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The Impact of the Black Death on the Christian Faith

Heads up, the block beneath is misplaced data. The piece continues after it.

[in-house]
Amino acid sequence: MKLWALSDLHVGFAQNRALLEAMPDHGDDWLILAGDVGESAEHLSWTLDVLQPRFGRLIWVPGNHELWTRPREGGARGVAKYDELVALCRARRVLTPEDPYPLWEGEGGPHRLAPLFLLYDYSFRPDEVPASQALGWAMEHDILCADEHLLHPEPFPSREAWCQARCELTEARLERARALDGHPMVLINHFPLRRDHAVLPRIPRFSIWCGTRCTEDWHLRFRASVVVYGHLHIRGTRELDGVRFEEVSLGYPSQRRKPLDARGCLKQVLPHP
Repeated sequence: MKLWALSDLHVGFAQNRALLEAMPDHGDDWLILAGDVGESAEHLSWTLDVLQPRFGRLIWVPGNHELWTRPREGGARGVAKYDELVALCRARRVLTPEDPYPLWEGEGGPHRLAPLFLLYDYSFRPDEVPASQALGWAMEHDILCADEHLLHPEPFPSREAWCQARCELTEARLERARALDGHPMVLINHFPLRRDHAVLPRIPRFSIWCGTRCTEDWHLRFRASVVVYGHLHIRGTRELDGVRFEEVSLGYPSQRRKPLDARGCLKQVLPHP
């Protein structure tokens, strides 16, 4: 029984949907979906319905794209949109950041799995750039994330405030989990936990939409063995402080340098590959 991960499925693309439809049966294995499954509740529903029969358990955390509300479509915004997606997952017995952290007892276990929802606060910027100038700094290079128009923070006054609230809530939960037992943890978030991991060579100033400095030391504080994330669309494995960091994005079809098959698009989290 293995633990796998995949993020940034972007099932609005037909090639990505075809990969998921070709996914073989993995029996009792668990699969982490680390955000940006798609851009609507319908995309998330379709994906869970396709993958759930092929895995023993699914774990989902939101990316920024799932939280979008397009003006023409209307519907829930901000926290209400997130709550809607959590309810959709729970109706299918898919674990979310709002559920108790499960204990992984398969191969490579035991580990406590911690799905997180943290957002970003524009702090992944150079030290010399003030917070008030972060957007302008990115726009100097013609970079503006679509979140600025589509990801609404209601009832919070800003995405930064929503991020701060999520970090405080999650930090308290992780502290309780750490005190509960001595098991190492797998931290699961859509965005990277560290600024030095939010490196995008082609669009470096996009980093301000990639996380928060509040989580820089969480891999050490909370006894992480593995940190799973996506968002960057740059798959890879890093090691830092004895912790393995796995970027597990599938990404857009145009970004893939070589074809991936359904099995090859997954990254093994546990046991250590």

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Introduction The time just before the Black Death had already been a time of struggle and calamity, especially for the Christian Church. The French had begun to attack and conquer the coastal settlements along the English Channel, signaling the beginning of the Hundred Year War. It would be one of the many contributions to the devastation that medieval Europe would endure within the next century, including the Black Death and the Little Ice Age. The Hundred Year War was caused by political and economical problems. English sheep farmers had traded their long fine wool with weavers in Flanders, across the English Channel. In 1336, French King Philip VI arrested all English merchants in Flanders and took the privileges of the Flemish towns and craft guilds away. The Flemish revolted against the French government and made an alliance with the English. War broke out and lasted through five English and French kings, with a few interruptions in between. The political reason for the war was that the English kings, descendents of William the Conqueror who still spoke French, wanted to rule over France. (Media, 2003) Even before the Hundred Year War had begun, Europe was already undergoing a 'little ice age', where the economies of the European countries were naturally slowing down due to the undependable warm weather that fluctuated between hot and cold alternatively. This sort of abrupt weather change had been damaging to crops and livestock, and subsequently affecting the economic situation of the European people. There already existed exceptionally grim reports of mass deaths even before the Black Death struck Europe. Population counts were decreasing due to the generally weakened health of the people in the years of poor crop yield. This decline that had been attributed to the low food levels had begun 40 years before the Black Death had arrived. (Tkachuck, 1983) As you can see by the mentioned events, the Church was already in troubled times. ...read more.